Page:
My landlady lent this book to me saying that I'd be able to see photos of the city going a long time back, but I didn't totally understand what it was about until I started looking at it more closely. My reading is slow-going, of course, as even though I'm only reading the photo captions, I still have to look up a ton of things as I go--words like 'barracks,' 'army,' 'battleship,' and 'Nissen Hut' haven't been introduced into my Icelandic vocabulary yet--but it is still fascinating. Amazing to see just how many barracks--both British and American--which were established all over Reykjavík, many right next to (or actually *in*) very famous buildings which are still around now.
Even if I don't read all the text right now, I think I'll get a lot from this book. It's worth noting, too, that it went through four printings, which is extremely uncommon in Iceland--from what I've read, books published here generally get one run and that's it. And according to the publisher's website, the last printing is sold out. So it must have been a very popular book in Iceland. (less)
Another one recommended by Shayne--she picked this up at a reading in Greenpoint and lent it to me. I read it in one sitting on a lazy weekend day tha...moreAnother one recommended by Shayne--she picked this up at a reading in Greenpoint and lent it to me. I read it in one sitting on a lazy weekend day that I had to myself. Some of the plot points are a bit melodramatic (the whole 'Fallen Angel' theme is a bit...much), but I did enjoy this one. Nice character growth, lots o' the steamy scenes, strong historical elements, and a playful sense of humor throughout. I also enjoyed the way that MacLean tied the ending of this book to the following title in the series, starring Penelope's younger sister.
MacLean also just seems to have fun with her titles, which seems to be much of the point to me (this one's cute, I also think the rhyming Nine Rules to Break When Romancing a Rake is rather hysterical.)(less)
**spoiler alert** I was certainly entertained by Outlander, at least for the first three quarters. But overall, even when it's enjoyable, it's a truly...more**spoiler alert** I was certainly entertained by Outlander, at least for the first three quarters. But overall, even when it's enjoyable, it's a truly weird book. That's not necessarily a bad thing--it is, after all, a time-travel adventure set between post-WWII England and 13th century Scotland, and there are romantic intrigues, burly Highlanders, Loch Ness monsters, witches, and more straight-up adventure than you can shake a stick at.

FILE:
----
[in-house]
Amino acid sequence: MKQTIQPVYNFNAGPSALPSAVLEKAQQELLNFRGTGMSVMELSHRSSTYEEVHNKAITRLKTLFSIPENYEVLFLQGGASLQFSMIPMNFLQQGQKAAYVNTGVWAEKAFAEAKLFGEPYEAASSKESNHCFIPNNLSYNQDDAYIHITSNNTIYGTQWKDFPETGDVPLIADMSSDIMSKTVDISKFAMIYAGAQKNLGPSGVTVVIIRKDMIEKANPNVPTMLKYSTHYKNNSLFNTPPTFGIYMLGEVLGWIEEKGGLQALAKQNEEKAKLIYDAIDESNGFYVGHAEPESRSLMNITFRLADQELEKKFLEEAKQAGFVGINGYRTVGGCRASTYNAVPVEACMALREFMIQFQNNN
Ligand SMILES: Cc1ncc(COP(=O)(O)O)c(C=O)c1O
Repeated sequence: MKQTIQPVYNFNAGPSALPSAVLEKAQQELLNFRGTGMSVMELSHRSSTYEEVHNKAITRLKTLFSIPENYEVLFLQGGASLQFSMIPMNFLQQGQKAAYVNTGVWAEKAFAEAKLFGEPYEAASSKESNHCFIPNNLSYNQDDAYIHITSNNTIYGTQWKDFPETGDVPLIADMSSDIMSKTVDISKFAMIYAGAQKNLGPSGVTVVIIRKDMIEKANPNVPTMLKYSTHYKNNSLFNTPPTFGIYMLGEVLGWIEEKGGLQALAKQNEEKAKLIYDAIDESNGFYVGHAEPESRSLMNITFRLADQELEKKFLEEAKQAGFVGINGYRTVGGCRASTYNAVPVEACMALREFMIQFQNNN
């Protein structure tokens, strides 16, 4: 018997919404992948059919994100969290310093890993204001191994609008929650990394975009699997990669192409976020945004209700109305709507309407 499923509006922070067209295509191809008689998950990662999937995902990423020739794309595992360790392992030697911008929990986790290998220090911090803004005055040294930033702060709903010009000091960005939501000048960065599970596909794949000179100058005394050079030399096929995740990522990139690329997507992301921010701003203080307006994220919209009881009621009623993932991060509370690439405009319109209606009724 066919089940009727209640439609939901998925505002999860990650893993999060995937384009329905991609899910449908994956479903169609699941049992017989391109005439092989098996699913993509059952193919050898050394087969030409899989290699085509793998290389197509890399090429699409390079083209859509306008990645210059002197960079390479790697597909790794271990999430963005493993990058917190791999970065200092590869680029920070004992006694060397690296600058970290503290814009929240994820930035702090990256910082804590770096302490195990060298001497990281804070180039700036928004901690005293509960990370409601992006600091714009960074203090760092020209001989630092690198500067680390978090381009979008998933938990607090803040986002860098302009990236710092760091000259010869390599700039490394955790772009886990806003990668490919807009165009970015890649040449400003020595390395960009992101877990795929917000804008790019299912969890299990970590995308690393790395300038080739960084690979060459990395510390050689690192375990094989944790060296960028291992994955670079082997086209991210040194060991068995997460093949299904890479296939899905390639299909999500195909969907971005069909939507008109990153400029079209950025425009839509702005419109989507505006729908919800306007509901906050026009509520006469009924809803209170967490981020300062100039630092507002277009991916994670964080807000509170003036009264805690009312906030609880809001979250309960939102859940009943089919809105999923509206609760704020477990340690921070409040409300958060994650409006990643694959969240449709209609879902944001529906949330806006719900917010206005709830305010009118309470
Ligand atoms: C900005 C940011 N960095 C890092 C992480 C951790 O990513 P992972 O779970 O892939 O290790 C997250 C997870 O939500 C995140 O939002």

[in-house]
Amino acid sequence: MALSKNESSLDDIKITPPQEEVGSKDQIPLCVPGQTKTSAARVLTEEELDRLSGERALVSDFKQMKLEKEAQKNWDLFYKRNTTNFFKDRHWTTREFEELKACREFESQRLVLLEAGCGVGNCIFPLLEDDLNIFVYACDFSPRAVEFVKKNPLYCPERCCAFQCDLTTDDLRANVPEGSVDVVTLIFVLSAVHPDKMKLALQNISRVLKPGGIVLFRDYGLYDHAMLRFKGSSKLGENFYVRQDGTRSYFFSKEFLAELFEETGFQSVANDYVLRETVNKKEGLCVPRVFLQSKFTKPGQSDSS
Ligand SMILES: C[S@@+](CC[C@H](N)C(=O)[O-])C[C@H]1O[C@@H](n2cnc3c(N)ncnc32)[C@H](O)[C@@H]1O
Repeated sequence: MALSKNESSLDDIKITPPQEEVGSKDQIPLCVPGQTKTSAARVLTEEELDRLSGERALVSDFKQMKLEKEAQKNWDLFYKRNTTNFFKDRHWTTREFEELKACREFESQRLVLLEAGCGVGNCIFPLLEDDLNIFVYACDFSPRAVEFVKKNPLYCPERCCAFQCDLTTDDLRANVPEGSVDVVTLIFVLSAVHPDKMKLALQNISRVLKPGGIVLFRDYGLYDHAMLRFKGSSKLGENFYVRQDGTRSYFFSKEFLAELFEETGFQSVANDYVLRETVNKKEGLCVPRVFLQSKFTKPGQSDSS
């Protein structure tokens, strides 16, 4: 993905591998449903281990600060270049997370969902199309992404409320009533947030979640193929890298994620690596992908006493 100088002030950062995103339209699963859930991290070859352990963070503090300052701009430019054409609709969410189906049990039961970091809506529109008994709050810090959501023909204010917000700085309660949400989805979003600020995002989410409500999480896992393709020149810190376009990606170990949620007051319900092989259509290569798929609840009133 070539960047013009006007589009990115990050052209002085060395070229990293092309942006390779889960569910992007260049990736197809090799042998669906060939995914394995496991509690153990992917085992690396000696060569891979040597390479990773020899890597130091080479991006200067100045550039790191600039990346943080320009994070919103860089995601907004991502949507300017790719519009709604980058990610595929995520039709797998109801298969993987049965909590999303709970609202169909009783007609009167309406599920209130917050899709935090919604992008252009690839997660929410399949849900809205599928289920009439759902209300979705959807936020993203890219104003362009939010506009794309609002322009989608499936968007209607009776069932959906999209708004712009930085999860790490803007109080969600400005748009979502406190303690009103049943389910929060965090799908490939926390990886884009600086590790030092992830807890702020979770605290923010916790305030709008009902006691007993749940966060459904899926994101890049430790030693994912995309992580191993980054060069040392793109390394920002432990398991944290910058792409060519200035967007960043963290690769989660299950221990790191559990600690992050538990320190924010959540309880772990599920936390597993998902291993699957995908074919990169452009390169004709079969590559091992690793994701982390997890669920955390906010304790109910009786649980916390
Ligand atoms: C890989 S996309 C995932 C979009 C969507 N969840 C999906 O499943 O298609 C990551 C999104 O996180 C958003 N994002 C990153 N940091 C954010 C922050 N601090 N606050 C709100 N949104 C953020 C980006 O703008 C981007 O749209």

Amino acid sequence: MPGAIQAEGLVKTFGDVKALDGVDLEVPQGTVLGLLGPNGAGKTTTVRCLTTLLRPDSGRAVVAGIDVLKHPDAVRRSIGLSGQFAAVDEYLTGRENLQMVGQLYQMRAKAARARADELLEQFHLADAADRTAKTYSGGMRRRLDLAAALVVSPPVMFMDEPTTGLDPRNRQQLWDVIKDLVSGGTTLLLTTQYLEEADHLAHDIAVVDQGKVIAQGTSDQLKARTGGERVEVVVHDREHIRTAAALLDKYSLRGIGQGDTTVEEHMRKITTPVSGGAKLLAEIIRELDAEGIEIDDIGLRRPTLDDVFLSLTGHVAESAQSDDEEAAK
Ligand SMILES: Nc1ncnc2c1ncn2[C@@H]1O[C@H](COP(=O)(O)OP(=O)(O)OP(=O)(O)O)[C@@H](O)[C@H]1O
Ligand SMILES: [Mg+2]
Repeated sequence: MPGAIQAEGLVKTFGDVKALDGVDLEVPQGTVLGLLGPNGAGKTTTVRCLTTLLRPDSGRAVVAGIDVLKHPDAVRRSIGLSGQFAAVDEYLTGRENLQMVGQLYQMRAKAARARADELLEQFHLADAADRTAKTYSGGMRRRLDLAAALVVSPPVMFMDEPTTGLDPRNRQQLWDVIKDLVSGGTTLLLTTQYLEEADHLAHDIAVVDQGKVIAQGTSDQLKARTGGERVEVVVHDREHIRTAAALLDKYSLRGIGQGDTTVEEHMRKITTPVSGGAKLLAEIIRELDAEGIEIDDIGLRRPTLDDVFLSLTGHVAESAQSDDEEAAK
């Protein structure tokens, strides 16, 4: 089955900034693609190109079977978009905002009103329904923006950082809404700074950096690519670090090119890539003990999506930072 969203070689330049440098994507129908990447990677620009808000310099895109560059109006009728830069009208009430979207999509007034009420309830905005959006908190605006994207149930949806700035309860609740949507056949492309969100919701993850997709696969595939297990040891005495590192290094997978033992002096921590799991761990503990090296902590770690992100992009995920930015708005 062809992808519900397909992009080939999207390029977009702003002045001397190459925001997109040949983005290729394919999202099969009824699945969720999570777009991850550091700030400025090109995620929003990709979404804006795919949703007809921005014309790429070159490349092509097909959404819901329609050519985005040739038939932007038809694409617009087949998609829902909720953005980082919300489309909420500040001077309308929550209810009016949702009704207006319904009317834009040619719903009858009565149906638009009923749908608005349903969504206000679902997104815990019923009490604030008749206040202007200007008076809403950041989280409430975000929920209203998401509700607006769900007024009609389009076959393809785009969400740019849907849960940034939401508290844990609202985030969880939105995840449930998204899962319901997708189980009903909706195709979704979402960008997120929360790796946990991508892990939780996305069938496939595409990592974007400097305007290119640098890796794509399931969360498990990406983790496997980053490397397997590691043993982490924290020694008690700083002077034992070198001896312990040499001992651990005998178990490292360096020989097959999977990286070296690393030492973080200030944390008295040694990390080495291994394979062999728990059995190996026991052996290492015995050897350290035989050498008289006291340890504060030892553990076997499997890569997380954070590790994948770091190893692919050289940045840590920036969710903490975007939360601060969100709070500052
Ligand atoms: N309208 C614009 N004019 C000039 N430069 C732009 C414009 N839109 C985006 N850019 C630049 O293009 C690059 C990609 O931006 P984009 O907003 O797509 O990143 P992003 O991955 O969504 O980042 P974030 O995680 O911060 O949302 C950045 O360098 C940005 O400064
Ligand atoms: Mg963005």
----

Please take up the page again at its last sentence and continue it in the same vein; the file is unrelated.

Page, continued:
At the beginning, it's really all fun and action. The main character flies back in time by touching a mystical Scottish rock and pretty much adjusts to her new circumstances immediately. That's actually fine with me--I'd rather not waste time with a lot of 'oh my, what happened?' chapters. She's reasonably plucky and sassy--that's good. And yes, there are also about a thousand highland sex scenes once things get going (some rather good, some kind of embarrassingly written, some...weird.) But definitely a lot of them, in a lot of places and a lot of moods. Something for everyone, I guess.
Of course, Outlander has an odd prevalence of homo-erotic torture scenes (more than one character with an 'interest' in rape is portrayed as gay, which...um?), and there's also what one could easily describe as a pro-corporal punishment agenda. I mean, I don't need my 13th century highlanders to have the same ideas about child rearing as contemporary parents. It's fine that they describe the 'thrashings' they all received as children, and also even laugh about the experiences from time to time. But there are an awful lot of conversations in which a character explains how being routinely beaten by his parents led to his becoming a righteous man. Which is a bit much after commercial three or so. Also: I get the whole husband-beats-wife-because-she-almost-got-all-his-kin-killed thing. I get the logic--that a man would have received the same punishment and men were accustomed to 'correcting' their wives in this manner at that time. But Claire's reaction is strange and a little problematic. She fights it and then hates him after (understandable), but then exclaims her love for him (for the first time) when he describes why he did it. Ooph. Even if she does make him vow never to lay a hand on her again in anger, this is troubling to me.